In order to do so, buildingSMART developed IFC (Industry Foundation Classes), an object-oriented format that facilitates the exchange of data between BIM software.

Using its IFC, the organization completed one of its 20 active projects in April 2020, a road infrastructure project.

Lost in the Zoo of Technology?

With technologies like blockchain, AI, IoT, advanced robotics, the Cloud, BIM and more, professionals can get confused about which technologies to use for their projects.

“Technology is an enabler but can’t be used solely to solve a problem. We need to know what problem to address in order to understand which technology is best to use,” said Paul Surin.

He went on to say that 8 or 9 times out of 10 the use of blockchain isn’t the right technology for the situation, so understanding which technology fits the situation at hand is necessary.

An example of how blockchain technology can be used in the construction industry is in the raw materials sector. RCS Global Group’s team of software engineers and responsible sourcing experts developed an open, industry-wide blockchain platform called RSBN (Responsible Sourcing Blockchain Network), powered by IBM.

The platform traces responsibly produced minerals from mine to market, with RCS Global assessing each participating entity against responsible sourcing requirements set by the Organization for Economic Cooperation and Development (OECD) and industry bodies.

Construction companies have also been using other technologies. Two years ago, for example, global engineering and construction company Fluor announced it would use IBM’s artificial intelligence system Watson on large projects from inception to completion in order to increase efficiencies in spaces.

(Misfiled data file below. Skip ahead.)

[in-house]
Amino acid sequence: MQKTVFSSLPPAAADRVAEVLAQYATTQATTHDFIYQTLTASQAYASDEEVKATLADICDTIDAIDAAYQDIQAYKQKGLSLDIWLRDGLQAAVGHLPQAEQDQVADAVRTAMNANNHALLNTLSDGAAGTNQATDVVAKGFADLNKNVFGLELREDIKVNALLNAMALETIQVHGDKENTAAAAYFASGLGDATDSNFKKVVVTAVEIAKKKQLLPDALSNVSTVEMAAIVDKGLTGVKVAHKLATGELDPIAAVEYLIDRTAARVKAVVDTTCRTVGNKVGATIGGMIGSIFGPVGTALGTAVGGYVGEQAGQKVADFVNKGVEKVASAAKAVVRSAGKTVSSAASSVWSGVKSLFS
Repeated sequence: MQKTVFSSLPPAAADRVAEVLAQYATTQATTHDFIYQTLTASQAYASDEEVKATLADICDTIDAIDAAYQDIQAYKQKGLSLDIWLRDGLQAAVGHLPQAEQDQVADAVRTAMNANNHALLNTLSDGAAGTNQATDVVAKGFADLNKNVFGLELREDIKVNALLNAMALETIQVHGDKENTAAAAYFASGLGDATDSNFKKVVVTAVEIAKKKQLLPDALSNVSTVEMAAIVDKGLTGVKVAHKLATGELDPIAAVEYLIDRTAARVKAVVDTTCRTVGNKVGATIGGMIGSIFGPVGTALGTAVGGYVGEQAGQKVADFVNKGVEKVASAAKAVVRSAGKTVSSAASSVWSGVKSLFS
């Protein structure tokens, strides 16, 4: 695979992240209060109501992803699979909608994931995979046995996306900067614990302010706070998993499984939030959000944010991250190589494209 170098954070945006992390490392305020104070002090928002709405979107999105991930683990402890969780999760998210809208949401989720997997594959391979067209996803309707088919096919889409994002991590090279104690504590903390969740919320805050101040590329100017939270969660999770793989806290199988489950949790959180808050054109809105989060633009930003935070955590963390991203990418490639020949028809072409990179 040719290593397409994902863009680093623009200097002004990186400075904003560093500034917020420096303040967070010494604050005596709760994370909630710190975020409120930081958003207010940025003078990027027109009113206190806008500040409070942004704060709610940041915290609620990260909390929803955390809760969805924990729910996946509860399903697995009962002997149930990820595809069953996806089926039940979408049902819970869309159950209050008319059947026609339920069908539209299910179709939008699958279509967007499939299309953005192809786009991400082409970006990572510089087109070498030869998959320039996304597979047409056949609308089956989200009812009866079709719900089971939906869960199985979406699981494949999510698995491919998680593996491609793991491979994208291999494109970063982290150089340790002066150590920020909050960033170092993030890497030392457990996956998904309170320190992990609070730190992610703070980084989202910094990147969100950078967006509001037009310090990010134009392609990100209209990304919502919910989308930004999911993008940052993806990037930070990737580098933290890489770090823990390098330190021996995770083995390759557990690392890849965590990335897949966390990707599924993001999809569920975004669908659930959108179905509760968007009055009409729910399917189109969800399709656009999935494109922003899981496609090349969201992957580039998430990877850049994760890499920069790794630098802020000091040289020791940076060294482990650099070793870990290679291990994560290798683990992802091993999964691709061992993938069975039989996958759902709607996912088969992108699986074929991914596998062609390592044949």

Digital Construction for Smart Cities

Digital construction is a tool to build smart cities and needs to serve customers by making businesses more profitable and more environmentally sound.

In June 2019, Peter Löffler, Siemens Building Technologies, spoke during the buildingSMART conference about how the construction industry needed to go digital by discussing digital twins.

Digital twins are digital replicas of a city and are meant to make the construction of urban projects more time and cost-efficient.

They have a purpose and they can be made for anything. It’s not a new concept. A digital twin for a building is made differently, though, and its “look” will also depend on what aspect of constructing a building the digital twin is aiming to improve for the physical copy.

The digital twin of a building whose purpose is to improve logistics of the construction site in the city compared to one whose purpose is to improve the engineering process of an atex system will give two completely different digital twins.

So with that, we repeat Paul Surin’s comment: We need to know what problem to address in order to understand which technology is best to use.

Smart Cities & Digital Construction, a Holistic Approach

Associated Trend items

Related Searches